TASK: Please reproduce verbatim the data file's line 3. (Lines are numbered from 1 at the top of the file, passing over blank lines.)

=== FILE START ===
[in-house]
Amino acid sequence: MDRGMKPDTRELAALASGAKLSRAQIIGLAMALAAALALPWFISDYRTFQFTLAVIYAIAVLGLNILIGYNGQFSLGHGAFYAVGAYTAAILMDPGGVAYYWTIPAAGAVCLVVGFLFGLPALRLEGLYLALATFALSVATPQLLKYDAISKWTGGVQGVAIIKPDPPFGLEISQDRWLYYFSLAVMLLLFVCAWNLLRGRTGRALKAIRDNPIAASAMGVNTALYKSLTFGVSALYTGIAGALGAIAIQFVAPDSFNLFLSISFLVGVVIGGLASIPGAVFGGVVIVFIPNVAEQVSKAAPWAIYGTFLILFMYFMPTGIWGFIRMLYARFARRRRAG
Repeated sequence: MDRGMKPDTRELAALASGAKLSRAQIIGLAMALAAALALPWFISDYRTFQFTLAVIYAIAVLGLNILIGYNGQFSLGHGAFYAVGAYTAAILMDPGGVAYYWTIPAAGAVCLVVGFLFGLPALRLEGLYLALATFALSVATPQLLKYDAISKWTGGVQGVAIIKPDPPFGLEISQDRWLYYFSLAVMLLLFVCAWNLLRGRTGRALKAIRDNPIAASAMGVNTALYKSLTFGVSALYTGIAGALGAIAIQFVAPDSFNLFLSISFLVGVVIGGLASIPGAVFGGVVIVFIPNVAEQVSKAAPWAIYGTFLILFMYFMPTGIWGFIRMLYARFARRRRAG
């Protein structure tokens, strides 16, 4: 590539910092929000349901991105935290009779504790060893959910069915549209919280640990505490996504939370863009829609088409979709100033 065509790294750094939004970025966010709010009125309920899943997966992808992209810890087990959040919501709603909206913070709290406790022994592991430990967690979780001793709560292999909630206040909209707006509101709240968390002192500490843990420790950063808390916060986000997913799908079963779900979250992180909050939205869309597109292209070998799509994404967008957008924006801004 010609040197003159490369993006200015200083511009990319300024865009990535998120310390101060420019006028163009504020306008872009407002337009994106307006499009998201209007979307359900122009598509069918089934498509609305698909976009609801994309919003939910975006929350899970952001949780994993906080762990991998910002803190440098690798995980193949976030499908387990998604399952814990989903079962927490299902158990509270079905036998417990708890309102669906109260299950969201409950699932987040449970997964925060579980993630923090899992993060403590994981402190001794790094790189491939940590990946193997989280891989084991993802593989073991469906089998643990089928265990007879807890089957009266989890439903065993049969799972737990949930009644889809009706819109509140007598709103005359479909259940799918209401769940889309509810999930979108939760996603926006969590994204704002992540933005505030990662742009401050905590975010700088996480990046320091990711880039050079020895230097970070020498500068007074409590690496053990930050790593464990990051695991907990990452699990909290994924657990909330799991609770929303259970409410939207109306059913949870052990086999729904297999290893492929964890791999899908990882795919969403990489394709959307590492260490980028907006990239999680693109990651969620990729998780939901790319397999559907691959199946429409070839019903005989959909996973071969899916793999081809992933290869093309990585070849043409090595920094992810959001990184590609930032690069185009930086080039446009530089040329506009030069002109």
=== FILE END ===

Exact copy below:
Repeated sequence: MDRGMKPDTRELAALASGAKLSRAQIIGLAMALAAALALPWFISDYRTFQFTLAVIYAIAVLGLNILIGYNGQFSLGHGAFYAVGAYTAAILMDPGGVAYYWTIPAAGAVCLVVGFLFGLPALRLEGLYLALATFALSVATPQLLKYDAISKWTGGVQGVAIIKPDPPFGLEISQDRWLYYFSLAVMLLLFVCAWNLLRGRTGRALKAIRDNPIAASAMGVNTALYKSLTFGVSALYTGIAGALGAIAIQFVAPDSFNLFLSISFLVGVVIGGLASIPGAVFGGVVIVFIPNVAEQVSKAAPWAIYGTFLILFMYFMPTGIWGFIRMLYARFARRRRAG